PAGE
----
Viking axes were formidable weapons that played a crucial role in Viking conquests. But how were they made by hand? In this article, we’ll explore the steps involved in making Viking axes.
Material selection: Viking axes were mainly made from iron, but some were also made from steel. Iron was readily available in Scandinavia, but steel was imported from abroad.
Forging the blade: The first step was to forge the blade. Blacksmiths would heat the iron or steel until it turned bright red, then hammer it into a flat shape. Then they used an anvil to give the blade its final shape.
Heat treatment: After forging the blade, blacksmiths had to soak it in water to cool it quickly. This created a very hard but also very brittle blade. To avoid this, the blade was then heated and cooled several times to give it the desired hardness.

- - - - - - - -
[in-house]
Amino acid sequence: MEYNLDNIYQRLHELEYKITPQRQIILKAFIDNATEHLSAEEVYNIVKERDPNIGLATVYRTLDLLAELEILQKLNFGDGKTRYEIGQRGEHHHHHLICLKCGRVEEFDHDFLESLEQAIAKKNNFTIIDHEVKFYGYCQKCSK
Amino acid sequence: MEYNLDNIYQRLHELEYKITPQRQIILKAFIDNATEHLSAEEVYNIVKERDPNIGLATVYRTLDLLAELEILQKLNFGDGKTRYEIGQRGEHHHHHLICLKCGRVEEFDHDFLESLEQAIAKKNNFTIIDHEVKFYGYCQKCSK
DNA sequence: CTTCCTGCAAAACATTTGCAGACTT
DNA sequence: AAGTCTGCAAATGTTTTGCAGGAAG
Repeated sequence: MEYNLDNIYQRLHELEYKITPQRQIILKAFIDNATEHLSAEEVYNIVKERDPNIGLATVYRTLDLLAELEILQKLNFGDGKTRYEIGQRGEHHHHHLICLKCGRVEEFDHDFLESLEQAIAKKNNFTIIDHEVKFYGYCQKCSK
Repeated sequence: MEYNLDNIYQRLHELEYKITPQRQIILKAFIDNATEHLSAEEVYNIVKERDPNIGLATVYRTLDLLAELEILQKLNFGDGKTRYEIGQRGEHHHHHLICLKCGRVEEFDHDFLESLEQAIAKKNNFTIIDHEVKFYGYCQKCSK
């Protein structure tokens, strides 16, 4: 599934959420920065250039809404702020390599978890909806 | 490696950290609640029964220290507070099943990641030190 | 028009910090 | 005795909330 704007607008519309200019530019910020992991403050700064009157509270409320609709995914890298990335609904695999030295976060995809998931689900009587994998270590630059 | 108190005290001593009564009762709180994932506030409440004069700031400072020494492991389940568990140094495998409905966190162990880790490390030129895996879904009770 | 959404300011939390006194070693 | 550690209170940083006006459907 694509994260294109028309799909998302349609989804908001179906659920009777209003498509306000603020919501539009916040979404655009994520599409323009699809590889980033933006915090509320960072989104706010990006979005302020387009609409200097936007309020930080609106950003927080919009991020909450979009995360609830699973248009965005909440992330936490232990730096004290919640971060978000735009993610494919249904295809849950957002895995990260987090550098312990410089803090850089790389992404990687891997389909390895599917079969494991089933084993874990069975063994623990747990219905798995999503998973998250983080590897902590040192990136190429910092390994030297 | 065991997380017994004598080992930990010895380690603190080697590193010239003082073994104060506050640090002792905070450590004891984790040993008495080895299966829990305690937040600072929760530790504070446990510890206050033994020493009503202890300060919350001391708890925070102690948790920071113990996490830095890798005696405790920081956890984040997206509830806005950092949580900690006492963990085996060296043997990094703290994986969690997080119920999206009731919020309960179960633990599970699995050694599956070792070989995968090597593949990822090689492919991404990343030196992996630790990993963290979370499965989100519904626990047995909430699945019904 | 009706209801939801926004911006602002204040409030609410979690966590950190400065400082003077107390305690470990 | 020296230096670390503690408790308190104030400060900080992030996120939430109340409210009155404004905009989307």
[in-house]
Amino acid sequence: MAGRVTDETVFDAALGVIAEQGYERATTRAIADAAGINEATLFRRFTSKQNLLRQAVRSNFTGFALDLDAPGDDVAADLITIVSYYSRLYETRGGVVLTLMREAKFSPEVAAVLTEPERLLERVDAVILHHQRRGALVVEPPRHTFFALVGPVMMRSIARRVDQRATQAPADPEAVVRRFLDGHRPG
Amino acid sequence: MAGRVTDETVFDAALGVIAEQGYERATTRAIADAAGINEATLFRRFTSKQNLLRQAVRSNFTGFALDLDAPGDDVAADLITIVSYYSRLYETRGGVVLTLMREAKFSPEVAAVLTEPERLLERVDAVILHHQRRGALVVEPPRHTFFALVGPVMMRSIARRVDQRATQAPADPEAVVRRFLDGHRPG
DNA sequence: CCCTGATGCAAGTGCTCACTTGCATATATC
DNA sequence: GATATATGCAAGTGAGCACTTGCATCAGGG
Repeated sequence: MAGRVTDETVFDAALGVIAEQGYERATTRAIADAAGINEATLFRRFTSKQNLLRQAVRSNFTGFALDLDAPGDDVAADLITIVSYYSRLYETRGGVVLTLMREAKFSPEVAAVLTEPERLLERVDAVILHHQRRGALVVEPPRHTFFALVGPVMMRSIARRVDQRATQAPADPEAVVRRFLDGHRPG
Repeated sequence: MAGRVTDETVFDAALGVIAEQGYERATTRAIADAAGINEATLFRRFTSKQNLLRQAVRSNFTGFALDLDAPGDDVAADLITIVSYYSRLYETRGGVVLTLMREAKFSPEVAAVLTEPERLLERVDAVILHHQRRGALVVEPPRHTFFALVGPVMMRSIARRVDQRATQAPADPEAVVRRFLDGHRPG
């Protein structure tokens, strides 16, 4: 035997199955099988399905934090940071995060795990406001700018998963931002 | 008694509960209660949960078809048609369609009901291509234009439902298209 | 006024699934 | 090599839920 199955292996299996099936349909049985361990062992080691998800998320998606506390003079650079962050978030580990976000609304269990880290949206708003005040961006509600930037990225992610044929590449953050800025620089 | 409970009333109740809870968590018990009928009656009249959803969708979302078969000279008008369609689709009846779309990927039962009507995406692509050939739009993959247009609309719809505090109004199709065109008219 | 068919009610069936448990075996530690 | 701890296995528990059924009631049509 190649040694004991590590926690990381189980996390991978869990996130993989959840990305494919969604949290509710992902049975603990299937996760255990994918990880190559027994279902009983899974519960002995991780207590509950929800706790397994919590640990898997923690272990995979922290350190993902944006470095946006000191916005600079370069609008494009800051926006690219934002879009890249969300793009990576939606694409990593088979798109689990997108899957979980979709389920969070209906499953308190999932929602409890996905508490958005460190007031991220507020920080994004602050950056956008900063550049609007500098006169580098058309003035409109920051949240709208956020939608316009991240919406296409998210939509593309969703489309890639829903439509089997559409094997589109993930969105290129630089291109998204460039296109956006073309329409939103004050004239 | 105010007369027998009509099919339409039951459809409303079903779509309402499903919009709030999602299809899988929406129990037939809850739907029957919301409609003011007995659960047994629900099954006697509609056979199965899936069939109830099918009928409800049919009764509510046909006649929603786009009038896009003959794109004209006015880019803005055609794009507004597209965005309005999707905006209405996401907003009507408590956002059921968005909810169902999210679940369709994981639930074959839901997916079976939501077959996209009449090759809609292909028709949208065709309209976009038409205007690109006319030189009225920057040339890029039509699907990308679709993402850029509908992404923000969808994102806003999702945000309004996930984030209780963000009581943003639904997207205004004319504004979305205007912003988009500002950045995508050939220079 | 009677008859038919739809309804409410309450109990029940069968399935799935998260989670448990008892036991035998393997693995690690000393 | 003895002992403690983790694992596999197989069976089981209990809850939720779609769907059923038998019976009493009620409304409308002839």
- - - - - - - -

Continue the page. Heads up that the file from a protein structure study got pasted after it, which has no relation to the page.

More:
Handle manufacture: Viking axe handles were generally made from hardwoods such as ash or oak. The handle was tapered at one end to match the shape of the blade.
Assembly: The final step was to assemble the blade and handle. Blacksmiths drilled a hole in the handle, then inserted the blade. Wooden or metal wedges were then used to secure the blade to the handle.
In conclusion, Viking axes were handcrafted using simple but effective techniques. Blacksmiths had considerable skill in creating blades of sufficient hardness and strength for battle. Viking axes were also highly functional, as hardwood handles and tempered blades created durable and effective weapons. Today, Viking axes are still highly prized by collectors and weapons enthusiasts for their beauty and fascinating history.